In about 1978 Larry had recently moved to Berkeley and lived with Bob and Amy Grenier and Kathleen Frumkin. Carla Harryman and I were running a poetry reading series at the Grand Piano coffeehouse on Haight Street in San Francisco, which Barrett Watten and Ron Silliman had organized before us. We asked Larry to give a solo reading, very eager to see how his works would sound. So far as I think we knew, he had never given a public reading before.
    Somehow we got the idea of asking Larry to read with an opaque projector presenting his works in manuscript on the bare pale-blue walls, so the audience could read the poems and follow along without confusion. This way Larry's slurred articulation didn't obscure the semantics, and the rhythm, tone and emphasis were available to an audience that had previously known his works only on the page.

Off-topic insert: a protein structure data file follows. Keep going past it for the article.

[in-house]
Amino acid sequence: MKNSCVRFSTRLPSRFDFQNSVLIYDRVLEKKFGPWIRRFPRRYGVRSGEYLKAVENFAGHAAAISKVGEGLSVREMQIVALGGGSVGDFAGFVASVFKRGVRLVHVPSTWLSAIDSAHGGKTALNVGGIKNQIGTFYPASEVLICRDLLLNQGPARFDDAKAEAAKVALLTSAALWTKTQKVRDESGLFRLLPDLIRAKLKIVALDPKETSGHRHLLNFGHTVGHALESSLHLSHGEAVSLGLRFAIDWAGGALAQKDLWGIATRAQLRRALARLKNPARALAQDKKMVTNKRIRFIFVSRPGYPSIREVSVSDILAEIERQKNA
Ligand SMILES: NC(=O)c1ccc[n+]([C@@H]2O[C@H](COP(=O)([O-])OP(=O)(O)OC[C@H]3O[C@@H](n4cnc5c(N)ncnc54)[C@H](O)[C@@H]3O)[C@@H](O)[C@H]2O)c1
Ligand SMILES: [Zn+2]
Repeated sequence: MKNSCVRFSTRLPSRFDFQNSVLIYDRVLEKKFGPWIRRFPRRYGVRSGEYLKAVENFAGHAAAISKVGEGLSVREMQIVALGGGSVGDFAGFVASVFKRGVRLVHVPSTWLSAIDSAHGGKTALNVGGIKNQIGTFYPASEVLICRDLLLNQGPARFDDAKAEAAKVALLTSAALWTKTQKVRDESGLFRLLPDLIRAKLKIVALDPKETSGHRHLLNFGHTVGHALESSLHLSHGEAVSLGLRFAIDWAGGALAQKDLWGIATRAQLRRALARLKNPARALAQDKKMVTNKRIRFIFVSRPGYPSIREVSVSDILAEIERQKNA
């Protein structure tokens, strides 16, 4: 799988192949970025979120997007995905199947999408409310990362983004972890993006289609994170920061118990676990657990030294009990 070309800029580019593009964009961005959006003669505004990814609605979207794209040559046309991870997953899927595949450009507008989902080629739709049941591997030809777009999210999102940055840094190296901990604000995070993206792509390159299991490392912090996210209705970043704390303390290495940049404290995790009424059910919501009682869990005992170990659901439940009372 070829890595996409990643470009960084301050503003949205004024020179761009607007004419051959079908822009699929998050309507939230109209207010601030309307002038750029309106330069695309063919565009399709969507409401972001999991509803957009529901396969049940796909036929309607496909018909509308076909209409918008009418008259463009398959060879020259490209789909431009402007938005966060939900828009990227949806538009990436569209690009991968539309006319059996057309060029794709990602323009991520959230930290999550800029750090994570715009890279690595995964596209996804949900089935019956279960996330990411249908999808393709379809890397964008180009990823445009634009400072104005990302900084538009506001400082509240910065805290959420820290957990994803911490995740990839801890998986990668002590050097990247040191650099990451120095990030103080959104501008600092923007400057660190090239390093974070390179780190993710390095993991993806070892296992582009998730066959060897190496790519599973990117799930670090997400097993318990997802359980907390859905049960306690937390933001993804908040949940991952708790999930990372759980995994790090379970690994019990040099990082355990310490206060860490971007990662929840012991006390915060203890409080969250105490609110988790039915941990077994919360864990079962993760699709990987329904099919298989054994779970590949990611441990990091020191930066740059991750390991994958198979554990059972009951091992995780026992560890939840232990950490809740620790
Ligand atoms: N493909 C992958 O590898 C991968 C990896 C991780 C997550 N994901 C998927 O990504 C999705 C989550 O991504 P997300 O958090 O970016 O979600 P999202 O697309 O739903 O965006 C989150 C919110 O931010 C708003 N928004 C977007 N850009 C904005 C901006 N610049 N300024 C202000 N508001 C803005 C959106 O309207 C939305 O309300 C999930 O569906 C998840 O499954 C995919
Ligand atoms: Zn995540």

Larry was all for this idea and presented us with a very sizeable stack of works characteristically typed on 8.5x11" white paper to choose from. Most were dated and complete on one page; some had pencil notations or other peculiarities. He made no suggestions about how we were to select works, and we were free to read through the lot and pick those we loved dearest, those we wondered about the sense and sound of, and those we were most interested in sharing with the audience as visual events.
    Larry laughed and commented casually throughout the reading, occasionally pausing for a little while in silence or digression. He showed terrific enthusiasm, stamina and amusement, reading straightforwardly and with deep, matter-of-fact feeling.

                                                            —Steve Benson

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